Of course, the extent to which this ever was home is debatable. I lived here for ten months, and where I come from, we regularly deny "from here" status to people who've lived in town for ten years, often more. And yet I use these ten months as a get-out-of-jail-free card exhaustively in Germany, proof that I'm something other than a standard-issue Sau-ami. The myth has lasted and will last longer than the association; they always do. But the truth remains: even to the extent that I ever was a Dresdner, I don't live here any more. And I am not home yet, no matter what this Ostalgie feels like, not for another day, not for another 4000 miles.


762. New iron and glass work at the Dresden Hbf. They were renovating while I was last there; now I scarcely recognize the place - Berlin scaled down.

763. Remnants of the old station.

764. New-hotness front facing on Wienerplatz.

765. Old factory converted to an office/industrial park, up by the Heeresbäckerei. This has also been extensively renovated.

When people from my old workplace started coming to Dresden in the mid-1990s, there were still piles of rubble lying around that the DDR never had the cash or initiative to finish cleaning up. In the intervening fifteen years, though, Dresden has caught up, then forged ahead, even since I left. I'd have to check in Friedrichstadt and Johannstadt to be sure, but to all appearances Dresden as a whole is still headed up, an odd trajectory these days for a town driven by tourism, several chipmakers, and a luxury car plant.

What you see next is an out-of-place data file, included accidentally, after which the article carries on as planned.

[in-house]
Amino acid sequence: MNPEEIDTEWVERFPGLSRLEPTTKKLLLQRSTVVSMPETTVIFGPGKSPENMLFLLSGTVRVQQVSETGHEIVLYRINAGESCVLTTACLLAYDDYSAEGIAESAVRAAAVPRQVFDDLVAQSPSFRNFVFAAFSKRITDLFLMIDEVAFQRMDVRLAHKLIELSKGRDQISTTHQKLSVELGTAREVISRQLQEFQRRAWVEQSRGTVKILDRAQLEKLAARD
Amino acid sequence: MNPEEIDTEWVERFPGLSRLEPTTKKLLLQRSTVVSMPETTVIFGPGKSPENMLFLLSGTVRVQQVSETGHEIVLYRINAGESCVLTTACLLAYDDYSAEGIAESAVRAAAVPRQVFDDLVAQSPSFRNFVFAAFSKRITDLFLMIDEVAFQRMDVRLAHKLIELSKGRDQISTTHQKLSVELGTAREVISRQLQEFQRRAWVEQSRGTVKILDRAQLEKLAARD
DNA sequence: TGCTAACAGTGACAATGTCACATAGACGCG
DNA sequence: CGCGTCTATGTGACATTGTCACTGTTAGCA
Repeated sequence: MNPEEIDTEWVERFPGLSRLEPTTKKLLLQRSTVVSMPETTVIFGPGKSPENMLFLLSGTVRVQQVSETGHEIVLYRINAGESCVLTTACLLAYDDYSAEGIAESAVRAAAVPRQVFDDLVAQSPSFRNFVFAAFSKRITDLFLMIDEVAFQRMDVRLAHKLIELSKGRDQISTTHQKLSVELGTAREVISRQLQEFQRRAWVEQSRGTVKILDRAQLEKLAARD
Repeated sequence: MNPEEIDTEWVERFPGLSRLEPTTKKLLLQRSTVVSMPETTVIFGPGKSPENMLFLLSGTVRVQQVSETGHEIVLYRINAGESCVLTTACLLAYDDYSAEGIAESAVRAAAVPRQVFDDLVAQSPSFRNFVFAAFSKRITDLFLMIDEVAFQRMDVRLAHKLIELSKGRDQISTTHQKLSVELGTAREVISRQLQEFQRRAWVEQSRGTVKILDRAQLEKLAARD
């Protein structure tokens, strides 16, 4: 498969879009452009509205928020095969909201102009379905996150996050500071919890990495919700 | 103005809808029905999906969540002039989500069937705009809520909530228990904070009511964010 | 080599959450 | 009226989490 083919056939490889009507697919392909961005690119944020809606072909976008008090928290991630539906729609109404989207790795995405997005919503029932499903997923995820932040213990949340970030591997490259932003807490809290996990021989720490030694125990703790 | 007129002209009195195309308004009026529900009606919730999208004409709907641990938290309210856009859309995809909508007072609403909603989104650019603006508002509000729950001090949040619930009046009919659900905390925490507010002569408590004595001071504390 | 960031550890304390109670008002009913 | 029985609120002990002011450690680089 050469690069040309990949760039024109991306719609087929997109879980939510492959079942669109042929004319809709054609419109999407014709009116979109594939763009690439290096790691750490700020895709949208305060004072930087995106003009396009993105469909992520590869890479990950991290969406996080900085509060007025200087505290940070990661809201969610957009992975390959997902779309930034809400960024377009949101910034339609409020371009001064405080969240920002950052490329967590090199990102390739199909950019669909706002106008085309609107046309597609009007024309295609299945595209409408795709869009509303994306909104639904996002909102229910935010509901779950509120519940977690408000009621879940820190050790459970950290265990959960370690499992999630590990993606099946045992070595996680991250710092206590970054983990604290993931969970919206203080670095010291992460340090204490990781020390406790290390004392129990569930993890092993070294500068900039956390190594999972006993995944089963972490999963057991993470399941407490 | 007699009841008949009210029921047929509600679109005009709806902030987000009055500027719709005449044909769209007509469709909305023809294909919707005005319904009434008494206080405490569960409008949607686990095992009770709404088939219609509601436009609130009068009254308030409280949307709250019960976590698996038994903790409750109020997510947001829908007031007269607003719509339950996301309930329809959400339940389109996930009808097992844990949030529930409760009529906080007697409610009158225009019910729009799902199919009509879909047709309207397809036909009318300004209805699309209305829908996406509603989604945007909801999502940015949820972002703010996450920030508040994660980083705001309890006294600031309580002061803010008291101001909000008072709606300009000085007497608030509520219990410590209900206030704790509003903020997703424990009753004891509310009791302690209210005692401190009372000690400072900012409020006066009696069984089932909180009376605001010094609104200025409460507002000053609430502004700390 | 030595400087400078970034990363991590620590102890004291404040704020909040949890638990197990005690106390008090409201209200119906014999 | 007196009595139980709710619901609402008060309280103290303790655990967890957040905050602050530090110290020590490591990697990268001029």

766. The best kebab shop in Germany, unfortunately closed because it's Sunday and nothing's open on Sunday. Gas-station Ketchup-Würstchen for dinner again!

I defy you to find better kebab than Kebabp-Haus Weixdorf within the boundaries of the BRD. Seriously; let me know, and I will hit them up the next time I'm over, to demonstrate that you're wrong.

767. The beergarden is gone, but the view from my old neighborhood is the same.

768. The Auld Place.

769. There's normal electoral advertising - there's both state and national elections in Saxony this September - and then there's this guy. When your party is a "Coalition" and is running a total of one candidate for a total of two seats, you've got to know that the mock is incoming. German-speakers will stare long and hard at this, then presently laugh themselves into incoherence.